5 hospitals closing departments or ending services

Several healthcare organizations recently have closed medical departments or ended services at facilities to shore up finances, focus on more in-demand services or address staffing shortages.

Here are five closures or services ending, announced, advanced or finalized that Becker's has reported on since Dec. 2: 

1. Anacortes, Wash.-based Island Health on Dec. 30 is closing its sleep center, which employs 11 people, as part of an effort to offset losses. The system will end the year with a loss of about $5 million. It also plans to restructure its leadership team.  

2. Sunnyside, Wash.-based Astria Health on Dec. 16 will end many cardiology services at  Astria Sunnyside Hospital and its clinics in the Lower Valley region. The decision to scale back services is down to staffing challenges and increasing supply and labor costs, Astria Health President and CEO Brian Gibbons said in a statement. 

3. University Hospitals' Richmond Heights (Ohio) Medical Center will close its behavioral health unit, the last unit in operation at the hospital. The Cleveland-based health system is ending inpatient care, emergency services and surgeries at the hospital. The decision was driven by staff shortages. In July, University Hospitals also announced that it was ending inpatient, surgical and emergency services at UH Bedford (Ohio) Medical Center. The health system is shifting services from the two hospitals to other system hospitals in the region.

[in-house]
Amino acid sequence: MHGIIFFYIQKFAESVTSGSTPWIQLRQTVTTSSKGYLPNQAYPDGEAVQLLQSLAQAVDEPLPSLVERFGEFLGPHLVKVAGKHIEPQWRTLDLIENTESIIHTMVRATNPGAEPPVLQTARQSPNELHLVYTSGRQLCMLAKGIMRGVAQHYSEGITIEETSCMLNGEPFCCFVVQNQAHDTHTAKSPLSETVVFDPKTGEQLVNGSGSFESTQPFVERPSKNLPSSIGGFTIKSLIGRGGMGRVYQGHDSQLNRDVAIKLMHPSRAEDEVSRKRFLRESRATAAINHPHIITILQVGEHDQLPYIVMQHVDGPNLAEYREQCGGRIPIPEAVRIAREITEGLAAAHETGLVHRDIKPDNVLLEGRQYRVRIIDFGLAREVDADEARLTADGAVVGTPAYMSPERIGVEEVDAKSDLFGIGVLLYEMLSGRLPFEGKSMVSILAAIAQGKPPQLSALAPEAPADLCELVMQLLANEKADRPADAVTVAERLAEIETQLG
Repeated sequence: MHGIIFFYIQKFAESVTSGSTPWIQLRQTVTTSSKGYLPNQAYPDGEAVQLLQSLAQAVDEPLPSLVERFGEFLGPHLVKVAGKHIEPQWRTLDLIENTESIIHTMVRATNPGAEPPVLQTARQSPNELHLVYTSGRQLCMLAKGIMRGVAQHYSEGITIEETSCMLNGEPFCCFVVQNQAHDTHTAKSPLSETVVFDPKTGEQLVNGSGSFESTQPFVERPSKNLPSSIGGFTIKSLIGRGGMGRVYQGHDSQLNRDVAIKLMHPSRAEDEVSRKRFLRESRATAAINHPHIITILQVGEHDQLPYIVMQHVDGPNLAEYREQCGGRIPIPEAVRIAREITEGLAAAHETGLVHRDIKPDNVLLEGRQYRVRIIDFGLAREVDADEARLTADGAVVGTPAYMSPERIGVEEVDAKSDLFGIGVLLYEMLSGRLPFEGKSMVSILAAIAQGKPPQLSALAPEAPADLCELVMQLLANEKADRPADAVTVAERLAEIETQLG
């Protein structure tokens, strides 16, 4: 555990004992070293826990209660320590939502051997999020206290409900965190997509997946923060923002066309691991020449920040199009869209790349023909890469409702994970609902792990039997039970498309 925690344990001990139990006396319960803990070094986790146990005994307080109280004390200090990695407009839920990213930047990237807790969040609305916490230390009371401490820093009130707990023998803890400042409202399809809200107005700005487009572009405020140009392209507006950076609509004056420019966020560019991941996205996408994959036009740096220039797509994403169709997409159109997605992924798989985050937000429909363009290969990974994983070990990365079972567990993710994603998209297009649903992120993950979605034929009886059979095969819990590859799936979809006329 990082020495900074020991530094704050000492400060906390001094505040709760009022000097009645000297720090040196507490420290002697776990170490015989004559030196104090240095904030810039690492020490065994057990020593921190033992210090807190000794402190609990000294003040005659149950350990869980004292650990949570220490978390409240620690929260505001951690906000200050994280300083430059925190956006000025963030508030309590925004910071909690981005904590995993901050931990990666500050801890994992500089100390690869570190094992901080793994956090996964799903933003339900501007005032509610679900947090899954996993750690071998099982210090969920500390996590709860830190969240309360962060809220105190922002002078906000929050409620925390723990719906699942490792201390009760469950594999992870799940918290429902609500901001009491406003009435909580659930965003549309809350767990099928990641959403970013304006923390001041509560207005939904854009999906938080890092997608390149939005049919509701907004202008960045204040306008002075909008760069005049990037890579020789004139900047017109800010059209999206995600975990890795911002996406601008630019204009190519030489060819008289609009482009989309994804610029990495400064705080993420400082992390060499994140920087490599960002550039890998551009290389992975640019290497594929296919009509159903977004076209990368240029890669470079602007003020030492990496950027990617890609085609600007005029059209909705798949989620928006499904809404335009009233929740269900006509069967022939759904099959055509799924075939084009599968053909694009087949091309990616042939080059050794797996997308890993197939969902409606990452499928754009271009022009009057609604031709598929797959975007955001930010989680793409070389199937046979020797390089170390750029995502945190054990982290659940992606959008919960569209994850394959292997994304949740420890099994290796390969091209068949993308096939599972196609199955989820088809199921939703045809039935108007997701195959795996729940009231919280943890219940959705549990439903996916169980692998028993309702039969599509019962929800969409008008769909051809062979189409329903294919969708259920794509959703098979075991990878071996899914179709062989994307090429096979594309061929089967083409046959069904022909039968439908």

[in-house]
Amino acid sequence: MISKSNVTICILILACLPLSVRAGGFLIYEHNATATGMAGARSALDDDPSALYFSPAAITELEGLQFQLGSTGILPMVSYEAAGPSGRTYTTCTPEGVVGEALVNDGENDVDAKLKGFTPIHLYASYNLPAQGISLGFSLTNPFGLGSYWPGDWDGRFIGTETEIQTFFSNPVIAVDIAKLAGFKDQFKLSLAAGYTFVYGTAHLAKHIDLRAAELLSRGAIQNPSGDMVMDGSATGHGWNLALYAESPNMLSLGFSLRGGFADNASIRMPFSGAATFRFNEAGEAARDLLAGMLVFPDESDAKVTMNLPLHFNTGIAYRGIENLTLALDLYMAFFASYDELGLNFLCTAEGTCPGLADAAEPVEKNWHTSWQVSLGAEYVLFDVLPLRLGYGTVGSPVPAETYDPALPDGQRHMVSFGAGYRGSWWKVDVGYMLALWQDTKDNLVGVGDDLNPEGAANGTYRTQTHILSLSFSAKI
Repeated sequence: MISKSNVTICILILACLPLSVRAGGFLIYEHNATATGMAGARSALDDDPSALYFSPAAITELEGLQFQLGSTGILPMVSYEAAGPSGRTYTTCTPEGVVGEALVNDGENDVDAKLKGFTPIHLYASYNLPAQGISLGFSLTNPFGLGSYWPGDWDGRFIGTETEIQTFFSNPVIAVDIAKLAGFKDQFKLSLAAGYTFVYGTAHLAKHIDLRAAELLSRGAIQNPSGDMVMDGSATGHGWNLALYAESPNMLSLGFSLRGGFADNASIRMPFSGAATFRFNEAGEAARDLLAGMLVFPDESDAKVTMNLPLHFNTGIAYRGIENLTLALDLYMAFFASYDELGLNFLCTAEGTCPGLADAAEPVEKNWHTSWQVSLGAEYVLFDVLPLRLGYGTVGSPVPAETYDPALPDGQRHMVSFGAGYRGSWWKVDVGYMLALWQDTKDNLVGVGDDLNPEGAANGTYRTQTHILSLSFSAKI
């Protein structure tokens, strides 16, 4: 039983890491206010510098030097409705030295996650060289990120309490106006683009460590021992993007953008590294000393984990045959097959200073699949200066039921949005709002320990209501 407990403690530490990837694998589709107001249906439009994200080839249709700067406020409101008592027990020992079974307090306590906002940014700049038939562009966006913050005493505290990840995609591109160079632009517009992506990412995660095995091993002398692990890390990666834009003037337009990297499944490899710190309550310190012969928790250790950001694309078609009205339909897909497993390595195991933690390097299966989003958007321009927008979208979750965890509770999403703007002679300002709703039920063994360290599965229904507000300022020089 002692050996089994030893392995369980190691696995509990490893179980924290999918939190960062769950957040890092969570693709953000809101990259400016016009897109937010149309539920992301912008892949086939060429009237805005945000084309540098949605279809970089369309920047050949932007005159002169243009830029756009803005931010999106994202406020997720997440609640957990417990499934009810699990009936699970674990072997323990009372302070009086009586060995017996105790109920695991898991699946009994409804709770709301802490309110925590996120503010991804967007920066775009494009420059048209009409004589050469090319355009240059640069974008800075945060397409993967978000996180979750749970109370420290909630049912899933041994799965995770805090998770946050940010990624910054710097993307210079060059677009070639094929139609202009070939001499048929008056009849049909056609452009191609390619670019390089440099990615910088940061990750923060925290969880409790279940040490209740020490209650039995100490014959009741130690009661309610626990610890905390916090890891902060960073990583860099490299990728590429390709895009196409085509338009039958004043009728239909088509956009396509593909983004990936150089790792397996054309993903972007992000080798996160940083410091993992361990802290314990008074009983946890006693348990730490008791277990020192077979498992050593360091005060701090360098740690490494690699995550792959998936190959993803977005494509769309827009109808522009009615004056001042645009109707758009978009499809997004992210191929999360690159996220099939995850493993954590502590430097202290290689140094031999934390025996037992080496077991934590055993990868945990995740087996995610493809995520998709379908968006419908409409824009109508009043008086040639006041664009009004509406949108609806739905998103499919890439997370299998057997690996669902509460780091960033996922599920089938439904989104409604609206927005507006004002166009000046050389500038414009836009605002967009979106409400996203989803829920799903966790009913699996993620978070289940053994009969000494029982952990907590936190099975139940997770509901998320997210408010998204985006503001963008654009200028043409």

4. Methodist Le Bonheur Healthcare temporarily paused gender-affirming procedures in response to concerns from some clinicians, the Memphis, Tenn.-based health system told Becker's on Dec. 2. The health system did not specify the focus of clinicians' questions. Methodist Le Bonheur Healthcare said it has not changed its care policies for transgender or nonbinary patients and added that physicians are working with patients to reschedule procedures before the end of the year. 

5. Carthage, Ill.-based Memorial Hospital's Stork Stopp closed Dec. 1, transitioning all labor and delivery services to Blessing Hospital in Quincy. Services were transferred due to difficulty recruiting nursing staff and dependence on contracted agency nurses. 

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